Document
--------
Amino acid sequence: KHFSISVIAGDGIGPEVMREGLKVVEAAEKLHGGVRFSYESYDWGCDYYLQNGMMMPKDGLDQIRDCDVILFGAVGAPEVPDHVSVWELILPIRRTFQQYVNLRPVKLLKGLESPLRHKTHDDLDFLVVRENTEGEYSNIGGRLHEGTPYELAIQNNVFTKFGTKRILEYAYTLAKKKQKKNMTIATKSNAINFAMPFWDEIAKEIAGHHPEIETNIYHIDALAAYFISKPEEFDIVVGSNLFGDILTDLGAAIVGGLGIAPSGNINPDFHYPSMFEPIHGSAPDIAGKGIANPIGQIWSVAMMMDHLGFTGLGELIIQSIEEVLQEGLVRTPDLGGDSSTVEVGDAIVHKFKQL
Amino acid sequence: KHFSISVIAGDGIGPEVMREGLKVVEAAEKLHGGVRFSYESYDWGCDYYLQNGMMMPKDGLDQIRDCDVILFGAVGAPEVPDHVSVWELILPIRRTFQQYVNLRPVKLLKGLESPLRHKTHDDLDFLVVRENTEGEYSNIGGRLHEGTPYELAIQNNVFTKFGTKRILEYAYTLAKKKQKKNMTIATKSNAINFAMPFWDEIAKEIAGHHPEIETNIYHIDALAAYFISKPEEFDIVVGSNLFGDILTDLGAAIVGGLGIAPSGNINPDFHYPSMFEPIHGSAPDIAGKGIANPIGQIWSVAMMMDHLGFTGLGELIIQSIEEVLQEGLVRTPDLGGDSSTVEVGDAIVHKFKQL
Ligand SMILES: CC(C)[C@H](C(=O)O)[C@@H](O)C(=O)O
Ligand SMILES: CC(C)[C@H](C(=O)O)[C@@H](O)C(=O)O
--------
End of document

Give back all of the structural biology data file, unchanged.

Amino acid sequence: KHFSISVIAGDGIGPEVMREGLKVVEAAEKLHGGVRFSYESYDWGCDYYLQNGMMMPKDGLDQIRDCDVILFGAVGAPEVPDHVSVWELILPIRRTFQQYVNLRPVKLLKGLESPLRHKTHDDLDFLVVRENTEGEYSNIGGRLHEGTPYELAIQNNVFTKFGTKRILEYAYTLAKKKQKKNMTIATKSNAINFAMPFWDEIAKEIAGHHPEIETNIYHIDALAAYFISKPEEFDIVVGSNLFGDILTDLGAAIVGGLGIAPSGNINPDFHYPSMFEPIHGSAPDIAGKGIANPIGQIWSVAMMMDHLGFTGLGELIIQSIEEVLQEGLVRTPDLGGDSSTVEVGDAIVHKFKQL
Amino acid sequence: KHFSISVIAGDGIGPEVMREGLKVVEAAEKLHGGVRFSYESYDWGCDYYLQNGMMMPKDGLDQIRDCDVILFGAVGAPEVPDHVSVWELILPIRRTFQQYVNLRPVKLLKGLESPLRHKTHDDLDFLVVRENTEGEYSNIGGRLHEGTPYELAIQNNVFTKFGTKRILEYAYTLAKKKQKKNMTIATKSNAINFAMPFWDEIAKEIAGHHPEIETNIYHIDALAAYFISKPEEFDIVVGSNLFGDILTDLGAAIVGGLGIAPSGNINPDFHYPSMFEPIHGSAPDIAGKGIANPIGQIWSVAMMMDHLGFTGLGELIIQSIEEVLQEGLVRTPDLGGDSSTVEVGDAIVHKFKQL
Ligand SMILES: CC(C)[C@H](C(=O)O)[C@@H](O)C(=O)O
Ligand SMILES: CC(C)[C@H](C(=O)O)[C@@H](O)C(=O)O